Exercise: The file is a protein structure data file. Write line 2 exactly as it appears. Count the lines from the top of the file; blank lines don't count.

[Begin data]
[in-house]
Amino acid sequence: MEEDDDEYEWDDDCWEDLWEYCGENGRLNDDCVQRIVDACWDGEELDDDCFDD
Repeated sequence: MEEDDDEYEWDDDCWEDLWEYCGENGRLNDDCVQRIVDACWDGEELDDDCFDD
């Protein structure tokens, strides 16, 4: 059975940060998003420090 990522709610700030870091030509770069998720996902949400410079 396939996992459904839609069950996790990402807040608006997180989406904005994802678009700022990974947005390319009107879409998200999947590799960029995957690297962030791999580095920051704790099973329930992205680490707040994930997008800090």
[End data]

Amino acid sequence: MEEDDDEYEWDDDCWEDLWEYCGENGRLNDDCVQRIVDACWDGEELDDDCFDD